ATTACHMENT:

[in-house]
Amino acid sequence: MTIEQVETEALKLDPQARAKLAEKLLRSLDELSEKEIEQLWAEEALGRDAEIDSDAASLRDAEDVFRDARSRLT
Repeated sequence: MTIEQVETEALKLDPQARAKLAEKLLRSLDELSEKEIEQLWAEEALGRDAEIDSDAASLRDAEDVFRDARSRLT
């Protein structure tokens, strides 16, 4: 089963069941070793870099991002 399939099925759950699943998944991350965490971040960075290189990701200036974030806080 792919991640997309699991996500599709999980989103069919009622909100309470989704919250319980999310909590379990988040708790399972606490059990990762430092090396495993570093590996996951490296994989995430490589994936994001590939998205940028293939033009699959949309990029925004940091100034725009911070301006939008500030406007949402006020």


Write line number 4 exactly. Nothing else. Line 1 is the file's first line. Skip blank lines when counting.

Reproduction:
């Protein structure tokens, strides 16, 4: 089963069941070793870099991002 399939099925759950699943998944991350965490971040960075290189990701200036974030806080 792919991640997309699991996500599709999980989103069919009622909100309470989704919250319980999310909590379990988040708790399972606490059990990762430092090396495993570093590996996951490296994989995430490589994936994001590939998205940028293939033009699959949309990029925004940091100034725009911070301006939008500030406007949402006020």